Dear Bat-People, (Especially you, Frank and Denny) I have a small bone to pick with you about BATMAN #406. Specifically the third panel of page 16 where it says, "...every member of Brandon's team, every cop, and everybody in the crowd were vaccinated against rabies for their bat bites. Never have so many had so much trouble sitting down." Those people should have been complaining about belly aches. The standard shots of the rabies anti-toxin injected into the abdomen. As a comic book fan, and hopefully a future artist and writer, I like to pay close attention to detail. Please don't get me wrong. Aside from this small portion, I have no complaints about the YEAR ONE series. It's one of the finest series I've ever had the pleasure of reading. The art is magnificent. Batman looks much more realistic, more like an athletic man in a tight costume than Mr. Universe with his skin painted gray. Thank you Frank, David, and everyone else responsible. Leonard Kirk 21 Wiley St St. Catherines, Ontario Canada L2R 4E6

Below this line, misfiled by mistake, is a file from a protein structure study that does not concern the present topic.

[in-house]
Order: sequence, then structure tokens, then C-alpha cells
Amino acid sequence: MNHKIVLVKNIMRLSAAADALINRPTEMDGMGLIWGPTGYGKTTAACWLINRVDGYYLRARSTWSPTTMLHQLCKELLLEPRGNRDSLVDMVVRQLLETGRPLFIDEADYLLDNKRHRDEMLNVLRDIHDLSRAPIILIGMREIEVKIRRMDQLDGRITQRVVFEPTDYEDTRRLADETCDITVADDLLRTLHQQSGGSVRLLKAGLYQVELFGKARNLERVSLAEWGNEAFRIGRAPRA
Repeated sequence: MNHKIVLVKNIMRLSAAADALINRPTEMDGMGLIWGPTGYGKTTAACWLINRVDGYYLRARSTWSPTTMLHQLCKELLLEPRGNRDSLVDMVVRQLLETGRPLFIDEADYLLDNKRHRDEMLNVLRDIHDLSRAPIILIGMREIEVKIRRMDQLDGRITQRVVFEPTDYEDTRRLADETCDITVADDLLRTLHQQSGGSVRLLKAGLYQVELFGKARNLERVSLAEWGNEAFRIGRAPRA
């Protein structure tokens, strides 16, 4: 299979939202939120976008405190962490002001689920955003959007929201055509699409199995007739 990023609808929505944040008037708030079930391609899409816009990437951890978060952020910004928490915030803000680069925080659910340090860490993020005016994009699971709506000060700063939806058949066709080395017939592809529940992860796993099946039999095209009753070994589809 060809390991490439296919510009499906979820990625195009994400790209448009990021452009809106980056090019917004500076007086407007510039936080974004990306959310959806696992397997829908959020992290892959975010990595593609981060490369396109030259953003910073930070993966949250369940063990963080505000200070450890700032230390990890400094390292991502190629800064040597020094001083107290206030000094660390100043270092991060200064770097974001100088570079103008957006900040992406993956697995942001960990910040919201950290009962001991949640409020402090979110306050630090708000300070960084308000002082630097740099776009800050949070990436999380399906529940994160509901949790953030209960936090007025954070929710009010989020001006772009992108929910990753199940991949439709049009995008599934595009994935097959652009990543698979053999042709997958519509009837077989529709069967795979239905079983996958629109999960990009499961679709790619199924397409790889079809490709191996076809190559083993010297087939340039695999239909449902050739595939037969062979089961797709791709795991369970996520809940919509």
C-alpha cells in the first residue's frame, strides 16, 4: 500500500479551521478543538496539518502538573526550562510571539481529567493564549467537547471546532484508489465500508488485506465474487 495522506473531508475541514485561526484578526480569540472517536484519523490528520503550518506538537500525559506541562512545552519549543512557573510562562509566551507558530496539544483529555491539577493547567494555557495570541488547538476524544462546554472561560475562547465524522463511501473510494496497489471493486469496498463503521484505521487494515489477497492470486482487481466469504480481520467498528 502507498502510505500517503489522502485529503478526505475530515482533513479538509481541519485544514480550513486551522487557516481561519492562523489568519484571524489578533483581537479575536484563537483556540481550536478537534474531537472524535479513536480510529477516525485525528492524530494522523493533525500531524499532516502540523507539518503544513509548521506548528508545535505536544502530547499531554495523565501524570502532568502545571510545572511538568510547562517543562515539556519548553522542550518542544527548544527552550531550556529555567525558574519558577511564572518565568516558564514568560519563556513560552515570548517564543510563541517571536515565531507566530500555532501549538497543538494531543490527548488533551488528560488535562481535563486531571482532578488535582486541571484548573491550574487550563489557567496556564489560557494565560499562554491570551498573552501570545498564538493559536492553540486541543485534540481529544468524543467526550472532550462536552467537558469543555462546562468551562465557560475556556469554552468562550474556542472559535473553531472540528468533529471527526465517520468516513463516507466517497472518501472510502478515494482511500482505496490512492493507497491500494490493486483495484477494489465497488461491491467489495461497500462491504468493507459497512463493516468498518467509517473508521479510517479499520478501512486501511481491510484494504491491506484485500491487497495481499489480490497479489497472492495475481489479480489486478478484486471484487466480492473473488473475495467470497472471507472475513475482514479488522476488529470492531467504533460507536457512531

Busiek's Spidey letter (-previous post above) was pretty intimidating to read. Seeing such a young Kurt Busiek call out Wolfman for exploiting death for spikes in sales was impressive. This Kirk letter, however, was relieving to read. I'm glad that some people I love had some petty complaints- let's me know they're human, too.
Post by BlackScorpionIII on Feb 2, 2015 14:24:23 GMT -6
Remember Jason Todd's "dial-a-death"? I'm not a fan of that moment. There have been a lot of low points in comics history, but the turnout to murder a kid is not something anyone should feel to good about. And when Denny declares "The Great Robin Experiment" hype stunt a success in boosting sales, I think we saw a bad bad precedent for the decades to come.
"...I voted to kill off Jason because...Hey, this is only fiction." -Steve Case, Address Withheld [*<--- of course this dude withheld his address- MURDERER!]